Indeed, Rebel Meat is positioning itself against the highly-processed methods used by meat analogue manufacturers on the market. “We took a lot of care in the recipe and process development. We use low and mild processing methods and no protein extrusion techniques.

“We cook some of our ingredients, and do so in a way that their nutrient value and texture remains.”

Rebel MEAT _ PA _ Rebel Meat Burger
The Rebel Meat Burger launched this month in Austria. Image source: Rebel Meat

Changing the food system

Rebel Meat was created by three founders: Cornelia Habacher, who heads up product development and market research; Wolfgang Haidinger, responsible for customer acquisition and marketing; and operations and finance CEO Stangl.

The trio were introduced by mutual friends in Vienna, where they live and work. “We were all very enthusiastic about the need to change our food system,” ​Stangl explained. “We came across this problem: the world eats way too much meat.”

Looking at climate change, the overuse of antibiotics, and water issues, the founders realised industry needed ‘solutions now’, and ‘not in a couple of years’. “While plant based meat replacements are definitely getting better, there is still a wide range of consumers for whom this is too much of a compromise and definitely wouldn’t buy them.”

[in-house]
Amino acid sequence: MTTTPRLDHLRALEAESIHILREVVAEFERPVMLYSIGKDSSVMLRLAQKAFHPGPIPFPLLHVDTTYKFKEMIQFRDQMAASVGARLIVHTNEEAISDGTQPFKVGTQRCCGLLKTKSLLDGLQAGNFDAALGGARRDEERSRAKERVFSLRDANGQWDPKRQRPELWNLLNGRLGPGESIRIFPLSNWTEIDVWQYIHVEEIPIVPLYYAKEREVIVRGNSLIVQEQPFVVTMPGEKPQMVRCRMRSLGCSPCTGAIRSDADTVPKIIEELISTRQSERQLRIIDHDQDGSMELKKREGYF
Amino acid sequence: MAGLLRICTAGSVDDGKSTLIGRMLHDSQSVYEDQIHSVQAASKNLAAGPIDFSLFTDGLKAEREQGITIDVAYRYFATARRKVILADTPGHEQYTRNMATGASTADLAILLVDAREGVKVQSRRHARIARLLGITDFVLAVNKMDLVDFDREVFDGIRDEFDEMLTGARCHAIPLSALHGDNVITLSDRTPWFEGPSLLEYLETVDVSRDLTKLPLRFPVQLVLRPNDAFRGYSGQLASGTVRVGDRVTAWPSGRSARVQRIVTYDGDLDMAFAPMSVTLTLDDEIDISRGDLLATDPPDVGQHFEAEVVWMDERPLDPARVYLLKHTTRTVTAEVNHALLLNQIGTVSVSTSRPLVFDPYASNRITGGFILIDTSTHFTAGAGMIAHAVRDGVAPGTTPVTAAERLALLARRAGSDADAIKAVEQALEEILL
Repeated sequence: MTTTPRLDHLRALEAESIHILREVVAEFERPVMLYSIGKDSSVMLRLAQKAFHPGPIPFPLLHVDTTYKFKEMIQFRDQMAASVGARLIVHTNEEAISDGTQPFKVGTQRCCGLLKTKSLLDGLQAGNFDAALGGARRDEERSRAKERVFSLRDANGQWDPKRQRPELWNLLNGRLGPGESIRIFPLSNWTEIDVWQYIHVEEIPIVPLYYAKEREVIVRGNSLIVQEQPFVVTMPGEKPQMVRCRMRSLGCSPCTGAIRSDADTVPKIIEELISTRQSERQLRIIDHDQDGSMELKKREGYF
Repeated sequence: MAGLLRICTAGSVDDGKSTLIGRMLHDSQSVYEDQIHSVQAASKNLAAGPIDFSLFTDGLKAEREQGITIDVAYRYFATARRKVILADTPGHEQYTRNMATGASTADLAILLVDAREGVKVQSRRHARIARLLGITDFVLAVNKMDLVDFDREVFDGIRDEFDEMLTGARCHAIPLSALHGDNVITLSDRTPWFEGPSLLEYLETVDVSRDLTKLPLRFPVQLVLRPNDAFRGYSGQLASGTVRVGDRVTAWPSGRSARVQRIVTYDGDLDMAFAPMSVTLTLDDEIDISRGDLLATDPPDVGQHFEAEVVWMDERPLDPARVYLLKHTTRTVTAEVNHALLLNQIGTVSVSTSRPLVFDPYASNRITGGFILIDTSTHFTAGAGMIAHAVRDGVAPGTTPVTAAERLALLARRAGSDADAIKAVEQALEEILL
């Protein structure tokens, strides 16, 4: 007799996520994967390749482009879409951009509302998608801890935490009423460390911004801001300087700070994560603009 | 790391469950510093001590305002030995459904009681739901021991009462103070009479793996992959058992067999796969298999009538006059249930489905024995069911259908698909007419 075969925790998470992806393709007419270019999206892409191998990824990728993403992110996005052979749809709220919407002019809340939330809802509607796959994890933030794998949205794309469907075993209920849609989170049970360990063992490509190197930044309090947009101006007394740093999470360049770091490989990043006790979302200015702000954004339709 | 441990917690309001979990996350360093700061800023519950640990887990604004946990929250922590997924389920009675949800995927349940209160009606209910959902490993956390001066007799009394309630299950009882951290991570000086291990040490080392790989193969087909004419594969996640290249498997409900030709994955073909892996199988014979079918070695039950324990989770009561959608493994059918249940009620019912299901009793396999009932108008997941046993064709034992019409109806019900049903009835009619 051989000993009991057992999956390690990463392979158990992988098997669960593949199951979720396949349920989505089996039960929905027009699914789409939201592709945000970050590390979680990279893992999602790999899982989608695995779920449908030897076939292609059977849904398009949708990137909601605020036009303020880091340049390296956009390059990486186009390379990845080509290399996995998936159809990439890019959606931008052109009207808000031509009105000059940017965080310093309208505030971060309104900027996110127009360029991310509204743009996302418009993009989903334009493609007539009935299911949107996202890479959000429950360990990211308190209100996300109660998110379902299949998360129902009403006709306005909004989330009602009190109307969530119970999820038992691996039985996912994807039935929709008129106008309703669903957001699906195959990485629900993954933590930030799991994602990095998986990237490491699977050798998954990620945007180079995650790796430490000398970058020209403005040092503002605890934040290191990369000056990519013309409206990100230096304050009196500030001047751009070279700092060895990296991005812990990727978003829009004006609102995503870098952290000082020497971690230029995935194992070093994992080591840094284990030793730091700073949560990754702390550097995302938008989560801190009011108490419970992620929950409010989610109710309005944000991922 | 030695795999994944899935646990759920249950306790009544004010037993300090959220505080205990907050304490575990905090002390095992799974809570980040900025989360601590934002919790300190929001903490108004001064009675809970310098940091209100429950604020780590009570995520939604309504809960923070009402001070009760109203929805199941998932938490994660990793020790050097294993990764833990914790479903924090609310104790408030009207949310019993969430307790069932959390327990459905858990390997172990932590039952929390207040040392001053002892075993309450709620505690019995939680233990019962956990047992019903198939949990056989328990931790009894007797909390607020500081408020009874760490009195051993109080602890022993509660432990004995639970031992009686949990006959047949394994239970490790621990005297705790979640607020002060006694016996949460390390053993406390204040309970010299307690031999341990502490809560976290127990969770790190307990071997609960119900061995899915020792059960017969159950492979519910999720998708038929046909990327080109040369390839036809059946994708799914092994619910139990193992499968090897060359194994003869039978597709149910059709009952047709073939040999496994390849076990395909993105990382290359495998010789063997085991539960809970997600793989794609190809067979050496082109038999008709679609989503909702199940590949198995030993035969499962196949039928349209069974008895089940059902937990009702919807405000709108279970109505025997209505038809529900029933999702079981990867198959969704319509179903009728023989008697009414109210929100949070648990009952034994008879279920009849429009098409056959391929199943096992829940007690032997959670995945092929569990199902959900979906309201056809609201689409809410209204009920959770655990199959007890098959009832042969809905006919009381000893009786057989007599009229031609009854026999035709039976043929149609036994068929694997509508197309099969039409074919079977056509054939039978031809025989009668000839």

Habacher, Haidinger and Stangl are all keen supporters of ‘clean meat’ – otherwise known as lab-grown meat or cultured meat. To develop cultured meat, muscle cells are harvested from a living animal – such as a cow, pig or fish – and nurtured in a laboratory using similar techniques to those used in regenerative medicine.

Rebel MEAT _ PA _ Team Picture
Founders Philipp Stangl, Cornelia Habacher, and Wolfgang Haidinger. Image source: Rebel Meat

Despite much research and development in this space, cultured meat is yet to hit the market. “Clean meat is a very promising option, but it is still very far out,” ​said Stangl. “We need solutions now.”

So while in the meantime, Rebel Meat is using organic, locally sourced beef for its patty, it will have its eyes on cultured alternatives once commercial options become available.